NASA experts discussed a new era in space exploration on Monday after the success of spaceflight with the Ingenuity Mars helicopter, which could set the stage for flying in other worlds.
In a live discussion streamed on YouTube from the Jet Propulsion Laboratory (JPL) in Southern California, Ingenuity pilot Johnny Lam said the helicopter can enter areas that other space robots or devices cannot.
“I think with the success of ingenuity, we basically locked an air dimension into exploration,” he said. “We can kind of reach some hard-to-reach areas, we can deliver images, reconnaissance … the best way to cross.”
NASA MARCH HELICOPTER ̵
“Ultimately, all of these things can also help with human exploration on Mars or other planets,” he added.
The space agency constructed its fourth Ingenuity flight on Mars last week. The four-pound spacecraft flew 436 feet south to collect aerial images of a possible new landing zone.
The next flight would be a one-way trip to a new landing site. The helicopter will eventually try to fly with Preservance Rover to test how it works as a scout.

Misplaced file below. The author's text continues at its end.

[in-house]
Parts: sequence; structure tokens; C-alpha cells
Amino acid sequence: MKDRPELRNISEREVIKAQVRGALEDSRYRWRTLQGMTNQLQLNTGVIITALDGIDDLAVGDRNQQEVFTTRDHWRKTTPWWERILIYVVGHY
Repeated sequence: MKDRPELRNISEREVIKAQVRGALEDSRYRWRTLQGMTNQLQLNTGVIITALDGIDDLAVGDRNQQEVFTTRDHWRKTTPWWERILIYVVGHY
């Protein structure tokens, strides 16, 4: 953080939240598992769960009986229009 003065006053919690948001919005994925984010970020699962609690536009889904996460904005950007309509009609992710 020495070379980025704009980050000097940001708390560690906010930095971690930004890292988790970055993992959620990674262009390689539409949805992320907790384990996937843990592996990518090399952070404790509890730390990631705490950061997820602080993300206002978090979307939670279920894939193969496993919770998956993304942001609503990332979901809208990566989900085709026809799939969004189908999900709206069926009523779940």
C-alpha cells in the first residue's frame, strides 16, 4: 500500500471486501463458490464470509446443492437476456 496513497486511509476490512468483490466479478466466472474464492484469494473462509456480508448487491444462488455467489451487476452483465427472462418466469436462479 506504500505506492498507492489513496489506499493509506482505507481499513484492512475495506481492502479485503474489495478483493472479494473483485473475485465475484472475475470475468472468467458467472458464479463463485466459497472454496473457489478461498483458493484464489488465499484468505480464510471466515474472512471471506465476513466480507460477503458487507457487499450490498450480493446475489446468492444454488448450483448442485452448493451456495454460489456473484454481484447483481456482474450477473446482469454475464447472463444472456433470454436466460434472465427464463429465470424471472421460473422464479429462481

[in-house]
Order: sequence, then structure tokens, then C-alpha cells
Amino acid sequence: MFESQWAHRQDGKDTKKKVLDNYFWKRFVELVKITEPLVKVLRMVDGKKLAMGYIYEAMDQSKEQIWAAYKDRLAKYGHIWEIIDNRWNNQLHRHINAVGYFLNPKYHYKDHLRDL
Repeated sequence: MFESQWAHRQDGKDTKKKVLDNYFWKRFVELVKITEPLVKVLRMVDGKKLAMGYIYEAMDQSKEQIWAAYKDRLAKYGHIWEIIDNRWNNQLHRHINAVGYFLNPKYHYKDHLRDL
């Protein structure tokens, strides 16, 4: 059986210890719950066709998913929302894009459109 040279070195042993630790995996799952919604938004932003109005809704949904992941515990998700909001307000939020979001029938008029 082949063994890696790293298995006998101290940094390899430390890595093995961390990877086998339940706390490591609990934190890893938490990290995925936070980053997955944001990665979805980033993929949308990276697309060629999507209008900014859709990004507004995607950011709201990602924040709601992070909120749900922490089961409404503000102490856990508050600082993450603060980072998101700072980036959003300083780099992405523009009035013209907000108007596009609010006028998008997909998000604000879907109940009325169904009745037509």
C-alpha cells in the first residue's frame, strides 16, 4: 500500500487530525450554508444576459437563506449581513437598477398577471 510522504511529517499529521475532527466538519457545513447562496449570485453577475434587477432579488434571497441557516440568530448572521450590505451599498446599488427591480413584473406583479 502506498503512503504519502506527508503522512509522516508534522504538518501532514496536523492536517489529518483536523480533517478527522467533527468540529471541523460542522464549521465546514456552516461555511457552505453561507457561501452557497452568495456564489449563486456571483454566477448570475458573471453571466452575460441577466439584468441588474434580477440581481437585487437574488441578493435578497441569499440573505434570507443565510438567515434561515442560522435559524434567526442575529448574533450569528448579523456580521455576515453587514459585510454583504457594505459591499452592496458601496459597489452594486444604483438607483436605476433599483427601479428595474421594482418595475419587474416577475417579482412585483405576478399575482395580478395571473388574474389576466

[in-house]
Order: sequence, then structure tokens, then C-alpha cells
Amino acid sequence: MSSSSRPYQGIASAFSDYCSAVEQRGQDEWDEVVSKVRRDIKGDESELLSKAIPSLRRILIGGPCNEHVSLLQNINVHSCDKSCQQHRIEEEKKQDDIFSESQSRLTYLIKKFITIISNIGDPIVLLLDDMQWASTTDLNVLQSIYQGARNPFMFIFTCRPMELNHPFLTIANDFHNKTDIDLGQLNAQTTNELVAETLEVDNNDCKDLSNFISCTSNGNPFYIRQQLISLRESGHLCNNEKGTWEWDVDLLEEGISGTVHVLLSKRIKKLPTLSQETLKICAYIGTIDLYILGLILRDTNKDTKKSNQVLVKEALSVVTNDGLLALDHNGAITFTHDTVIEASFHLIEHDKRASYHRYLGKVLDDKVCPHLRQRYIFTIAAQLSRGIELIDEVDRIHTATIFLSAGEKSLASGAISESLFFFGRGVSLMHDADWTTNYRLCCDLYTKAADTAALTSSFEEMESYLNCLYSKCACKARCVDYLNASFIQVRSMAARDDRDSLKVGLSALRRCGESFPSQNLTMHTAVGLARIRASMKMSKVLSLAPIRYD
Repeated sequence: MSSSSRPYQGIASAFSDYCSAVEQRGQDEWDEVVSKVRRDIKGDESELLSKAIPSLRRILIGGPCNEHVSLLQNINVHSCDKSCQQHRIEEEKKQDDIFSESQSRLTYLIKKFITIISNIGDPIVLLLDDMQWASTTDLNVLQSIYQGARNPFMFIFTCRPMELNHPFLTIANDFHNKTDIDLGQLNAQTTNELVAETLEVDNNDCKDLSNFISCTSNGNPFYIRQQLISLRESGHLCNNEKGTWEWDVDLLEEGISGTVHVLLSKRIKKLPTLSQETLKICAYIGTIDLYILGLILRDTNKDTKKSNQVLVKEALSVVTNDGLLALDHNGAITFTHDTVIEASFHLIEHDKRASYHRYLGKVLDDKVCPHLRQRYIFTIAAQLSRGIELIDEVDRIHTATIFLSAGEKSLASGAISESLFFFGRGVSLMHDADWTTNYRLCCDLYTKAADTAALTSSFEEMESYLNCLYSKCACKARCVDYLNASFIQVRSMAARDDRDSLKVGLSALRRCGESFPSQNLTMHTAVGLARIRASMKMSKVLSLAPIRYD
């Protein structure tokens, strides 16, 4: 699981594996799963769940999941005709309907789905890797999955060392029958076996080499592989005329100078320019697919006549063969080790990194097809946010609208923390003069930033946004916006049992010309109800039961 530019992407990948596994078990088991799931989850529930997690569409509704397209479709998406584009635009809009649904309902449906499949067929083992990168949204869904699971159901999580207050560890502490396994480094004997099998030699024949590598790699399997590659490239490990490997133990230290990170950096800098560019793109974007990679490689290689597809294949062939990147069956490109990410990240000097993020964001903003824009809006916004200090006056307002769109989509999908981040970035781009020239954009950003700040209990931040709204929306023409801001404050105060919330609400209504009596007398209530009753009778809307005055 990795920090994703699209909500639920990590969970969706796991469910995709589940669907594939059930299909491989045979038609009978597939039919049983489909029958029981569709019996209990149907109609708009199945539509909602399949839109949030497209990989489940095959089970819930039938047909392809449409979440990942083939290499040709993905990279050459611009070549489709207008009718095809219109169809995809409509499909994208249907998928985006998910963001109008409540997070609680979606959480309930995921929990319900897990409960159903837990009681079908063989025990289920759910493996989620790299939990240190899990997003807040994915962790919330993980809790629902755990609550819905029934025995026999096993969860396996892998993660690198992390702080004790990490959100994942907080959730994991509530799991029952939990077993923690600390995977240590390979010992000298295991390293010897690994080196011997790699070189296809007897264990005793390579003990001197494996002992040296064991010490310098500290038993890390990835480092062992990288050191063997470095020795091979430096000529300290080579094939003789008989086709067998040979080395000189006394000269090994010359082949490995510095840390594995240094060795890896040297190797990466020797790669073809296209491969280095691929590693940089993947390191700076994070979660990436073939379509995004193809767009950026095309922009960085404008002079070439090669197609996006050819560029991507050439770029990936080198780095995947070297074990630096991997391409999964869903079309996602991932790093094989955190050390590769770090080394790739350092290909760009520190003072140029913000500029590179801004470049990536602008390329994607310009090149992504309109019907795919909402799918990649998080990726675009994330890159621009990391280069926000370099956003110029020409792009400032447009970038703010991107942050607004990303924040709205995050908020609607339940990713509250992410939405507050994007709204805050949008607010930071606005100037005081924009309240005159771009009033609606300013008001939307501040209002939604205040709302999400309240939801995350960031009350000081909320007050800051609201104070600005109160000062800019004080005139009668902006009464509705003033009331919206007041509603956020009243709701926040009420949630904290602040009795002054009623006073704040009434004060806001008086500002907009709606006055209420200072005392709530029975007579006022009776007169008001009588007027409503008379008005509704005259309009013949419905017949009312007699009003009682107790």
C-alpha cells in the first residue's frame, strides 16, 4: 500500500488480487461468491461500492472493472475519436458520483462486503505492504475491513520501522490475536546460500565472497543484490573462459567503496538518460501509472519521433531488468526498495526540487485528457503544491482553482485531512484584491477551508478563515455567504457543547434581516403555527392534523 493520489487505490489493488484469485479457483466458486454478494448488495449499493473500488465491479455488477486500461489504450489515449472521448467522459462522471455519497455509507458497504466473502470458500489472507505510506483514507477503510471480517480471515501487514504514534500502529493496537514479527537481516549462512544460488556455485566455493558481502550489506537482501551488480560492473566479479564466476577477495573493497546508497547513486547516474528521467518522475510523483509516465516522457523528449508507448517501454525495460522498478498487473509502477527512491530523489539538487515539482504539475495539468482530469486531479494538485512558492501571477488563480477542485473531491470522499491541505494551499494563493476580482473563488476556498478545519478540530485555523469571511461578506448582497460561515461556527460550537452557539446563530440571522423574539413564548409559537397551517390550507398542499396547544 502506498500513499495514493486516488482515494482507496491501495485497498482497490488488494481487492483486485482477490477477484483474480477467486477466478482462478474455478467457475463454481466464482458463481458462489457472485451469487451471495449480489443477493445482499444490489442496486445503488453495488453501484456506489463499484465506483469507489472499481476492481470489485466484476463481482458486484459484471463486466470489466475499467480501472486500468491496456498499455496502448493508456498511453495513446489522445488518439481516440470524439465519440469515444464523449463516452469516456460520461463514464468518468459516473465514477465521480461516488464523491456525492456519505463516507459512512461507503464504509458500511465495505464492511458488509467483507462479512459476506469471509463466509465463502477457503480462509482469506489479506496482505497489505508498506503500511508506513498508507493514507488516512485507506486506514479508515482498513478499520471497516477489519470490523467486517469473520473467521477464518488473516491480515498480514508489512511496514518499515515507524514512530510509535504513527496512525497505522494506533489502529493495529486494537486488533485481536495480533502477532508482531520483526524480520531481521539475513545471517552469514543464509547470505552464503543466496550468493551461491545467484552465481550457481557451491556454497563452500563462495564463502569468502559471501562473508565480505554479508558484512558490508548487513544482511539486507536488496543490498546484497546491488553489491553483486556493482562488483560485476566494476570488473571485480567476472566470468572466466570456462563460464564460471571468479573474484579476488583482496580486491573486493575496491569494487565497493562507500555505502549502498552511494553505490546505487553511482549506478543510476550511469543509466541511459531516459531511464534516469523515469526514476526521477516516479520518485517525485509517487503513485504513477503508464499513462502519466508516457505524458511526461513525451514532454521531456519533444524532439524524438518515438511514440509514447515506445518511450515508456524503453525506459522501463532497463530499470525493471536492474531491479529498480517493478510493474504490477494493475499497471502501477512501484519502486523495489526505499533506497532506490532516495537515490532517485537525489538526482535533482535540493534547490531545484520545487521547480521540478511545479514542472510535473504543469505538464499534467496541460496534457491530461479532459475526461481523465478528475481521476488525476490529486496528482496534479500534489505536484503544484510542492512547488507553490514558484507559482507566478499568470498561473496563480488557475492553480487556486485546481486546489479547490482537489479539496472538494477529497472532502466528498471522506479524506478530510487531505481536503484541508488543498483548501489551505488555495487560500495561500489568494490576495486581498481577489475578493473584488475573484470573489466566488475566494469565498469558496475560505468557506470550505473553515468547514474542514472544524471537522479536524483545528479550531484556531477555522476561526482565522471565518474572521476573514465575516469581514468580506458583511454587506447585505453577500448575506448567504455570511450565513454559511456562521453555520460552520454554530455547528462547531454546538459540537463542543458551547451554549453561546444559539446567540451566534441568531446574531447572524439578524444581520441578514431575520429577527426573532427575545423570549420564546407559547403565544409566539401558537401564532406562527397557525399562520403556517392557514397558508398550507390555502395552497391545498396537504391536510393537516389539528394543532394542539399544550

“The mission will provide inspiration,” said Nishant Mehta, deputy head of NASA’s Dragonfly mobility system, from Maryland. “They will strive for future ideas for planetary exploration and will certainly push our boundaries even further.”
Dragonfly is NASA’s mission to deliver rotorplanes to Titan, Saturn’s moon, to look for signs of life. Its launch is scheduled for 2027. The machine is equipped with cameras.
The navigation cameras capture an image per second, which is not “very often,” Mehta said.
“We spend a lot of time optimizing what data we want to bring down and working with researchers to find out what’s most interesting,” he said.
Ingenuity has two cameras but no video features, Lam said.
The biggest challenge for ingenuity is takeoff and landing, he added. To get it off the ground, a large amount of propulsion is applied to get ingenuity to the desired height. For landing, the helicopter drops by 1 meter per second, he said.
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Nishant said one of the biggest challenges for Dragonfly Mission will be the temperature on the surface of Titan, which could drop to minus 300 degrees, he said.
“Designing a lander that can survive these temperatures and operate at these temperatures is a challenge,” he said.
Fox News’ Julia Musto contributed to this report.